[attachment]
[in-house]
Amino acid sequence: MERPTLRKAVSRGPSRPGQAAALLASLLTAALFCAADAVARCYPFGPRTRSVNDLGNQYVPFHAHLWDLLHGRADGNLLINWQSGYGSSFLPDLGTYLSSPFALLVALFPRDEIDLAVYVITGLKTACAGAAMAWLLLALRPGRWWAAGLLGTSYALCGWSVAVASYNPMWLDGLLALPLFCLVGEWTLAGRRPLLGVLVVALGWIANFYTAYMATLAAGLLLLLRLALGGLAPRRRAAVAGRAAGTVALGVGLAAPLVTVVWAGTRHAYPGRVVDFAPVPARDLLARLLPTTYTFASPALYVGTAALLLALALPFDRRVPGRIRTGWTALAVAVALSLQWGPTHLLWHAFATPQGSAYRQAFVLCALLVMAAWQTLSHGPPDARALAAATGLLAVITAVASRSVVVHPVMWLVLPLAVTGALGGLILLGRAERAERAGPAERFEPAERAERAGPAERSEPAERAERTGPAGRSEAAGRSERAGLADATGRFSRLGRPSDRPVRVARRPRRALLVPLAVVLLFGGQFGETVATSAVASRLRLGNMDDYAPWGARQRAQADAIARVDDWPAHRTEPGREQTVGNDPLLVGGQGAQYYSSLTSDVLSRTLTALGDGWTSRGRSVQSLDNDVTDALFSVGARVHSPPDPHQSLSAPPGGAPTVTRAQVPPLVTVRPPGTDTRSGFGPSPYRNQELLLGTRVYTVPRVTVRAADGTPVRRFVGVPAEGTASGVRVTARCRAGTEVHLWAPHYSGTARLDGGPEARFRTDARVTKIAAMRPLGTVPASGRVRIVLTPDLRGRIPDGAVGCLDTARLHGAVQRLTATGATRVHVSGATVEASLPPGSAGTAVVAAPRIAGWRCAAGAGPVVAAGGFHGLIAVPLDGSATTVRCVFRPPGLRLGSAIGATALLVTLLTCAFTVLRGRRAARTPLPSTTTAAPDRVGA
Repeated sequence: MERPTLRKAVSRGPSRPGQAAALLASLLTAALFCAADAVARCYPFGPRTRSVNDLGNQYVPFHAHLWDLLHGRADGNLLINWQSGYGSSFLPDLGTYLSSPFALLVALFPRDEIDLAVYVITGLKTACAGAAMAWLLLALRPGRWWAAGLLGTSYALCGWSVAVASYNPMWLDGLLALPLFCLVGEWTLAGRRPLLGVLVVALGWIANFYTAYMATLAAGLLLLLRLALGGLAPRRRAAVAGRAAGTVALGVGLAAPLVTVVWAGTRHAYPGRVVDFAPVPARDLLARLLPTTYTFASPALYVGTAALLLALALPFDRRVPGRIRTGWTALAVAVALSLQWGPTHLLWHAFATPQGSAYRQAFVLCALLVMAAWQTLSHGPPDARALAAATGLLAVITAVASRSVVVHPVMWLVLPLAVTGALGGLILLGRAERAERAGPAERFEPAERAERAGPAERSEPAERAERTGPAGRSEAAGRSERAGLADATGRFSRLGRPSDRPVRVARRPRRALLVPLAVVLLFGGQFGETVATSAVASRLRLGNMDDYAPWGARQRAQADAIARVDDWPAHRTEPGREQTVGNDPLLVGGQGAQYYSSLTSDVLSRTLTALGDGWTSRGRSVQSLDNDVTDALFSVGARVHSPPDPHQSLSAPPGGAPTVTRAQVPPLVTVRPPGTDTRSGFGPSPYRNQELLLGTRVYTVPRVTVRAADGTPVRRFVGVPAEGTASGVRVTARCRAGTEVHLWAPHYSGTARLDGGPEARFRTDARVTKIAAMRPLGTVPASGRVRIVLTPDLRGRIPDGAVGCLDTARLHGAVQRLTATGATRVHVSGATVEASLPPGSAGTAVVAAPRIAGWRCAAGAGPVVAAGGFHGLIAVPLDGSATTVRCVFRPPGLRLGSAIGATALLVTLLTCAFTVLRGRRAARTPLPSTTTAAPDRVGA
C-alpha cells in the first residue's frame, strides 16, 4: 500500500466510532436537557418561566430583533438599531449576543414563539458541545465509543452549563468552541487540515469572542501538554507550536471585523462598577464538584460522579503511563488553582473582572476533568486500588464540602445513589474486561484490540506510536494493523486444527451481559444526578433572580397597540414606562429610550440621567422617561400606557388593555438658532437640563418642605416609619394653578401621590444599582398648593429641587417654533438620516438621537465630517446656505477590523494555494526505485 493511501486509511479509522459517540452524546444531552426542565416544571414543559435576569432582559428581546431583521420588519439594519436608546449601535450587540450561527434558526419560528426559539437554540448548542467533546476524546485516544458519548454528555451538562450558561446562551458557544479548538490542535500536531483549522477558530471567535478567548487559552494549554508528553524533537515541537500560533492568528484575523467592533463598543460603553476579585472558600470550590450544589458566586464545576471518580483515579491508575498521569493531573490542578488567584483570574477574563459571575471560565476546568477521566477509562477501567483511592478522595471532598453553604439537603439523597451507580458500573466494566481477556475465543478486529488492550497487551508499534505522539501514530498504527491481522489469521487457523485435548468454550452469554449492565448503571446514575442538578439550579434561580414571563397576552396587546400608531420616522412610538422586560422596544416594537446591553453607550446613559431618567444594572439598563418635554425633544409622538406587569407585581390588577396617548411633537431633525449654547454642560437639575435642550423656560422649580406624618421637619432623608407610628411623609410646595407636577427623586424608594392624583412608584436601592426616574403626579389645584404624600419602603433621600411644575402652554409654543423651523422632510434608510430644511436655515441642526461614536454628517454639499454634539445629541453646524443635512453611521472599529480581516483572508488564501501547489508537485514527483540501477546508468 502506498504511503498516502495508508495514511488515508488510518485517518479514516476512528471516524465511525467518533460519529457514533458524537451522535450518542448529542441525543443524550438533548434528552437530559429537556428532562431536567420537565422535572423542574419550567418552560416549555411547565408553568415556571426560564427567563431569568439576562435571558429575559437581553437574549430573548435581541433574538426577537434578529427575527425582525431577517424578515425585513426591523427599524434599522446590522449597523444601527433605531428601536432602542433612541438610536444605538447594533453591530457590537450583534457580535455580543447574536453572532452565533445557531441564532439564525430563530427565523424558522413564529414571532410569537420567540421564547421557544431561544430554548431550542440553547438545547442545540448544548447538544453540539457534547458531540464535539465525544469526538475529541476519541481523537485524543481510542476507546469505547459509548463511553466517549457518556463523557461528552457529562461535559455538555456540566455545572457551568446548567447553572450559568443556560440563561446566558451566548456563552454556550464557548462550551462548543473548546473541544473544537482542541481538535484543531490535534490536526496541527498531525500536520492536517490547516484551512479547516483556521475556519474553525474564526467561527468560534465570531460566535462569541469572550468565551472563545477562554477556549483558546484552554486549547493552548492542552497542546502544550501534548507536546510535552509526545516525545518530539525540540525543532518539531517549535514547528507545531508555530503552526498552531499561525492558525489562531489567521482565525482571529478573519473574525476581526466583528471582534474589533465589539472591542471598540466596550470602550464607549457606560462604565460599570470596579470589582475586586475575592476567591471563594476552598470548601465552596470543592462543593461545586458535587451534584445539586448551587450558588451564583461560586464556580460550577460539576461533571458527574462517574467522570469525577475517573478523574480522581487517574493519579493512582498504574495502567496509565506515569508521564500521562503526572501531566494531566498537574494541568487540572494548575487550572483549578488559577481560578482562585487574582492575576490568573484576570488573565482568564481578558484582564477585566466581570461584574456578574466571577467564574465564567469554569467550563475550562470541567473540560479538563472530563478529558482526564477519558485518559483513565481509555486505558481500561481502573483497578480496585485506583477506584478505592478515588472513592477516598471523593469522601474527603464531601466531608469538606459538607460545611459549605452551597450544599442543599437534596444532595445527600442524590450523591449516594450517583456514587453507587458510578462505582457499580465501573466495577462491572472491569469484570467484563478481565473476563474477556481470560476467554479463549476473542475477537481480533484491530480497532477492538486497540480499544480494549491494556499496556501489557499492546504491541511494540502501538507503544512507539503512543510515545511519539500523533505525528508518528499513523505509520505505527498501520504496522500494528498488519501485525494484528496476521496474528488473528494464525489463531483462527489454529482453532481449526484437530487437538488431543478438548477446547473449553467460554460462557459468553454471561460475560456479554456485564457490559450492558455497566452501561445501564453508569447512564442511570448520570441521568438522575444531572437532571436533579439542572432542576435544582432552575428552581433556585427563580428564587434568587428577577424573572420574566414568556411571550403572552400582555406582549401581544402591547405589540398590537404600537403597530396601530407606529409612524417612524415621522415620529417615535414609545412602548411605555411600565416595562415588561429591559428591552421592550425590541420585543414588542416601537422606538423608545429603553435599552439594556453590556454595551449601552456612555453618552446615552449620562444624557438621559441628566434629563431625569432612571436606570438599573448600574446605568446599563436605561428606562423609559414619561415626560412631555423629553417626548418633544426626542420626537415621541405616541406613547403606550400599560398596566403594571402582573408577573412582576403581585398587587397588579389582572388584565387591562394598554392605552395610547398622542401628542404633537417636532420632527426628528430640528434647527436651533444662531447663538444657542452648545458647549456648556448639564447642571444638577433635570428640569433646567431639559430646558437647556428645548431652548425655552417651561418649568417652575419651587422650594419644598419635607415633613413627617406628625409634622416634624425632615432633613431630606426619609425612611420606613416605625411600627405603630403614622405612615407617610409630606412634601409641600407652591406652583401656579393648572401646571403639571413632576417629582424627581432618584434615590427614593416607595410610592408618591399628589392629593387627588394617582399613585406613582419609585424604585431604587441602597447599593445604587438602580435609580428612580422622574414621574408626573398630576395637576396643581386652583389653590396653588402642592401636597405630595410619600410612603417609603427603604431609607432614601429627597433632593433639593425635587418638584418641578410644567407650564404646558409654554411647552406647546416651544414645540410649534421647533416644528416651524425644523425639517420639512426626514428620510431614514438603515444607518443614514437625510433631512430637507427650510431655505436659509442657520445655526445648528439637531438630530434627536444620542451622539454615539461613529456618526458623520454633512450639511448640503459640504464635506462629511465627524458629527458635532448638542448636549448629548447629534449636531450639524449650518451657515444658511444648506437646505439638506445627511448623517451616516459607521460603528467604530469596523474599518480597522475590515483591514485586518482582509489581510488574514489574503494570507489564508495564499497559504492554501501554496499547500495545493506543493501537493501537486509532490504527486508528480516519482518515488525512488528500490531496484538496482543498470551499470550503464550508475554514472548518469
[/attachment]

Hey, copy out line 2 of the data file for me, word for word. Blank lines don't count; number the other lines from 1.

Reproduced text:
Amino acid sequence: MERPTLRKAVSRGPSRPGQAAALLASLLTAALFCAADAVARCYPFGPRTRSVNDLGNQYVPFHAHLWDLLHGRADGNLLINWQSGYGSSFLPDLGTYLSSPFALLVALFPRDEIDLAVYVITGLKTACAGAAMAWLLLALRPGRWWAAGLLGTSYALCGWSVAVASYNPMWLDGLLALPLFCLVGEWTLAGRRPLLGVLVVALGWIANFYTAYMATLAAGLLLLLRLALGGLAPRRRAAVAGRAAGTVALGVGLAAPLVTVVWAGTRHAYPGRVVDFAPVPARDLLARLLPTTYTFASPALYVGTAALLLALALPFDRRVPGRIRTGWTALAVAVALSLQWGPTHLLWHAFATPQGSAYRQAFVLCALLVMAAWQTLSHGPPDARALAAATGLLAVITAVASRSVVVHPVMWLVLPLAVTGALGGLILLGRAERAERAGPAERFEPAERAERAGPAERSEPAERAERTGPAGRSEAAGRSERAGLADATGRFSRLGRPSDRPVRVARRPRRALLVPLAVVLLFGGQFGETVATSAVASRLRLGNMDDYAPWGARQRAQADAIARVDDWPAHRTEPGREQTVGNDPLLVGGQGAQYYSSLTSDVLSRTLTALGDGWTSRGRSVQSLDNDVTDALFSVGARVHSPPDPHQSLSAPPGGAPTVTRAQVPPLVTVRPPGTDTRSGFGPSPYRNQELLLGTRVYTVPRVTVRAADGTPVRRFVGVPAEGTASGVRVTARCRAGTEVHLWAPHYSGTARLDGGPEARFRTDARVTKIAAMRPLGTVPASGRVRIVLTPDLRGRIPDGAVGCLDTARLHGAVQRLTATGATRVHVSGATVEASLPPGSAGTAVVAAPRIAGWRCAAGAGPVVAAGGFHGLIAVPLDGSATTVRCVFRPPGLRLGSAIGATALLVTLLTCAFTVLRGRRAARTPLPSTTTAAPDRVGA